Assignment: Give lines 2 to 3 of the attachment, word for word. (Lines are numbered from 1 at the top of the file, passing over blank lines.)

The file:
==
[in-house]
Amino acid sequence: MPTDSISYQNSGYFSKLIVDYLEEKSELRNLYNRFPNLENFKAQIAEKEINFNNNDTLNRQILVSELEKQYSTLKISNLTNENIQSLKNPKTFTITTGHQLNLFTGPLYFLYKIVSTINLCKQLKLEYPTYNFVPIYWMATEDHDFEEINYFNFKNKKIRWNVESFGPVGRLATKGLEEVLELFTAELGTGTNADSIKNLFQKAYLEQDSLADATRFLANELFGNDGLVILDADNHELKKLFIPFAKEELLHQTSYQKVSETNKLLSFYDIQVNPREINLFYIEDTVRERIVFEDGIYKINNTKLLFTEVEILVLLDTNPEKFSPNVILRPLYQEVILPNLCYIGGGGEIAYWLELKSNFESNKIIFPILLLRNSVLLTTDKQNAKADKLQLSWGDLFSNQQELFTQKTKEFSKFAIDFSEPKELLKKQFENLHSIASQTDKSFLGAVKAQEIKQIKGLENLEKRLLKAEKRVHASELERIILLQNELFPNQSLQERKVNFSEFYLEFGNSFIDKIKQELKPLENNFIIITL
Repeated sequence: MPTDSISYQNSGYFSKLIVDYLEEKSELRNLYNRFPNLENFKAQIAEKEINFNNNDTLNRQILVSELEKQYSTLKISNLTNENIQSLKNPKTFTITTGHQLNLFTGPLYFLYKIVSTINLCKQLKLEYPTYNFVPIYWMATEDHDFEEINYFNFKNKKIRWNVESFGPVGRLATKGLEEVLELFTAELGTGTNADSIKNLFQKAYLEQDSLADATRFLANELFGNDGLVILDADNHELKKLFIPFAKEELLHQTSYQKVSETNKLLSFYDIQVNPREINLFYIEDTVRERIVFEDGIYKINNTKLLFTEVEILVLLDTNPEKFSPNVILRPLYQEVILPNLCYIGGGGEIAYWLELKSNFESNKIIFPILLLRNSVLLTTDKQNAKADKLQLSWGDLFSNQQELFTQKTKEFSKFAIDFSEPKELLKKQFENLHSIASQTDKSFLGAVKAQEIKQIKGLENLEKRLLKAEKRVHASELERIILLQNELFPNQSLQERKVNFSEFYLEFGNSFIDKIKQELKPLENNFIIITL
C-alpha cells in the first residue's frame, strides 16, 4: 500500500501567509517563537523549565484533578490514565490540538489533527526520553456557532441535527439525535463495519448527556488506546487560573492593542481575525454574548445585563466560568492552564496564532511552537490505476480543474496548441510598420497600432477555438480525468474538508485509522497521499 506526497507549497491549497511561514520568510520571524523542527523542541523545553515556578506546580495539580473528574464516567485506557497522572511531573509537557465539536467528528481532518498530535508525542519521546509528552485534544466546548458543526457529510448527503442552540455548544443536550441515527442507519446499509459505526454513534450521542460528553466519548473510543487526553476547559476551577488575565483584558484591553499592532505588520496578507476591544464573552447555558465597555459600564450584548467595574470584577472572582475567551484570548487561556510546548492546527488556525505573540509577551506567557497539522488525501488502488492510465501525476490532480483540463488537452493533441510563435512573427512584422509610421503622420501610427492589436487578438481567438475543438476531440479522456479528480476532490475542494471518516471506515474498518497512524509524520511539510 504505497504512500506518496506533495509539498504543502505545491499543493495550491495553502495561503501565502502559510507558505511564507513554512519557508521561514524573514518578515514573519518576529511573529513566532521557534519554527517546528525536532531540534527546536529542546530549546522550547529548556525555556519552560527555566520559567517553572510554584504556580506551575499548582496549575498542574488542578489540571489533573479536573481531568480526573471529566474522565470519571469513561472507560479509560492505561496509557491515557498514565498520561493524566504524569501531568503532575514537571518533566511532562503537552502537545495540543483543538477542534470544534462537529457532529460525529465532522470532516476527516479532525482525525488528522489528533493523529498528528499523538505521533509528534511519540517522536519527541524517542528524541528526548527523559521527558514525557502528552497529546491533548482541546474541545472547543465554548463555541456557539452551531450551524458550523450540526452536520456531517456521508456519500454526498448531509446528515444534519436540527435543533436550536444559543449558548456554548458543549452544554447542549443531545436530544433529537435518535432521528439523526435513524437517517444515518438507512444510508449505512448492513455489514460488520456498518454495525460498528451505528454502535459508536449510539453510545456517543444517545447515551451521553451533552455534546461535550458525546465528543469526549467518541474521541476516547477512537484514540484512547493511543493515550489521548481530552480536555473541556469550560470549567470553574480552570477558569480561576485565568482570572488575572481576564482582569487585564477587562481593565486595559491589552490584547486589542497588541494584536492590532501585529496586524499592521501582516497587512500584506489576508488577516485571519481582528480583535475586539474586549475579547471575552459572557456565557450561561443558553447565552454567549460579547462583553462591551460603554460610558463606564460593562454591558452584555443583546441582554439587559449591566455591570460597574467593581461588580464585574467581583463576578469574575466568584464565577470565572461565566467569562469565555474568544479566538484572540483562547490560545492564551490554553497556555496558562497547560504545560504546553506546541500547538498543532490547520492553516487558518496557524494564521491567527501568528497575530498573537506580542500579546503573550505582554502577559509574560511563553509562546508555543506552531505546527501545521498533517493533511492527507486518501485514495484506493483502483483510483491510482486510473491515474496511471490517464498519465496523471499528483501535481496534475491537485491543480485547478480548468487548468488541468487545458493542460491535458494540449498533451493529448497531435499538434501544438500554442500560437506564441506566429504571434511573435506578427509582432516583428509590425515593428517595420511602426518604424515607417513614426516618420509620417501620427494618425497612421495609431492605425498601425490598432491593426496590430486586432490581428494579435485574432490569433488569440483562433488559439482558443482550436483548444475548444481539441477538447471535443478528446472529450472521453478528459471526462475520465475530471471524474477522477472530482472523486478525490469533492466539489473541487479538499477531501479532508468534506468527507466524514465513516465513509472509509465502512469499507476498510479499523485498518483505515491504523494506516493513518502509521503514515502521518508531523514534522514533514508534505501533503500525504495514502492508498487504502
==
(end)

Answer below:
Amino acid sequence: MPTDSISYQNSGYFSKLIVDYLEEKSELRNLYNRFPNLENFKAQIAEKEINFNNNDTLNRQILVSELEKQYSTLKISNLTNENIQSLKNPKTFTITTGHQLNLFTGPLYFLYKIVSTINLCKQLKLEYPTYNFVPIYWMATEDHDFEEINYFNFKNKKIRWNVESFGPVGRLATKGLEEVLELFTAELGTGTNADSIKNLFQKAYLEQDSLADATRFLANELFGNDGLVILDADNHELKKLFIPFAKEELLHQTSYQKVSETNKLLSFYDIQVNPREINLFYIEDTVRERIVFEDGIYKINNTKLLFTEVEILVLLDTNPEKFSPNVILRPLYQEVILPNLCYIGGGGEIAYWLELKSNFESNKIIFPILLLRNSVLLTTDKQNAKADKLQLSWGDLFSNQQELFTQKTKEFSKFAIDFSEPKELLKKQFENLHSIASQTDKSFLGAVKAQEIKQIKGLENLEKRLLKAEKRVHASELERIILLQNELFPNQSLQERKVNFSEFYLEFGNSFIDKIKQELKPLENNFIIITL
Repeated sequence: MPTDSISYQNSGYFSKLIVDYLEEKSELRNLYNRFPNLENFKAQIAEKEINFNNNDTLNRQILVSELEKQYSTLKISNLTNENIQSLKNPKTFTITTGHQLNLFTGPLYFLYKIVSTINLCKQLKLEYPTYNFVPIYWMATEDHDFEEINYFNFKNKKIRWNVESFGPVGRLATKGLEEVLELFTAELGTGTNADSIKNLFQKAYLEQDSLADATRFLANELFGNDGLVILDADNHELKKLFIPFAKEELLHQTSYQKVSETNKLLSFYDIQVNPREINLFYIEDTVRERIVFEDGIYKINNTKLLFTEVEILVLLDTNPEKFSPNVILRPLYQEVILPNLCYIGGGGEIAYWLELKSNFESNKIIFPILLLRNSVLLTTDKQNAKADKLQLSWGDLFSNQQELFTQKTKEFSKFAIDFSEPKELLKKQFENLHSIASQTDKSFLGAVKAQEIKQIKGLENLEKRLLKAEKRVHASELERIILLQNELFPNQSLQERKVNFSEFYLEFGNSFIDKIKQELKPLENNFIIITL